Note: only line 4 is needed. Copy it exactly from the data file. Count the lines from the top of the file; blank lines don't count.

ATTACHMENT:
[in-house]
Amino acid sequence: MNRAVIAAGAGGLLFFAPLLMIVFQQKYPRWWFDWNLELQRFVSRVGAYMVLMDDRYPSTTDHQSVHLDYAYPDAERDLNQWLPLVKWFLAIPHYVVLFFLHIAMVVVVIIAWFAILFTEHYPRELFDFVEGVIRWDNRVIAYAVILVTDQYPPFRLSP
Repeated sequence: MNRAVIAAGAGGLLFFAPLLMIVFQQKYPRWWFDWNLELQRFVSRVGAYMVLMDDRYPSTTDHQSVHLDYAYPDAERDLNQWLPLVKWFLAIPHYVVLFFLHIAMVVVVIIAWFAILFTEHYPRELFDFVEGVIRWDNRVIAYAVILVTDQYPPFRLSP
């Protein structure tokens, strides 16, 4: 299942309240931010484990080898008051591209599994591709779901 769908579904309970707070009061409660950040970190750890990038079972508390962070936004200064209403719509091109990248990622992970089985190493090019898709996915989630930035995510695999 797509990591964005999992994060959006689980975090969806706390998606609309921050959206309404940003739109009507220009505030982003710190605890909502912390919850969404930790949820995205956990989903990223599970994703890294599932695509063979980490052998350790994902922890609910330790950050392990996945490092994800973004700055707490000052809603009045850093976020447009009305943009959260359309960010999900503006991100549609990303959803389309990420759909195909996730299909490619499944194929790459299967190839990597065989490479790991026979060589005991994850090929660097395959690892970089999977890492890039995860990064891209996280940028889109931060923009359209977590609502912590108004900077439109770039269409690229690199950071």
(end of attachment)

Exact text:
């Protein structure tokens, strides 16, 4: 299942309240931010484990080898008051591209599994591709779901 769908579904309970707070009061409660950040970190750890990038079972508390962070936004200064209403719509091109990248990622992970089985190493090019898709996915989630930035995510695999 797509990591964005999992994060959006689980975090969806706390998606609309921050959206309404940003739109009507220009505030982003710190605890909502912390919850969404930790949820995205956990989903990223599970994703890294599932695509063979980490052998350790994902922890609910330790950050392990996945490092994800973004700055707490000052809603009045850093976020447009009305943009959260359309960010999900503006991100549609990303959803389309990420759909195909996730299909490619499944194929790459299967190839990597065989490479790991026979060589005991994850090929660097395959690892970089999977890492890039995860990064891209996280940028889109931060923009359209977590609502912590108004900077439109770039269409690229690199950071």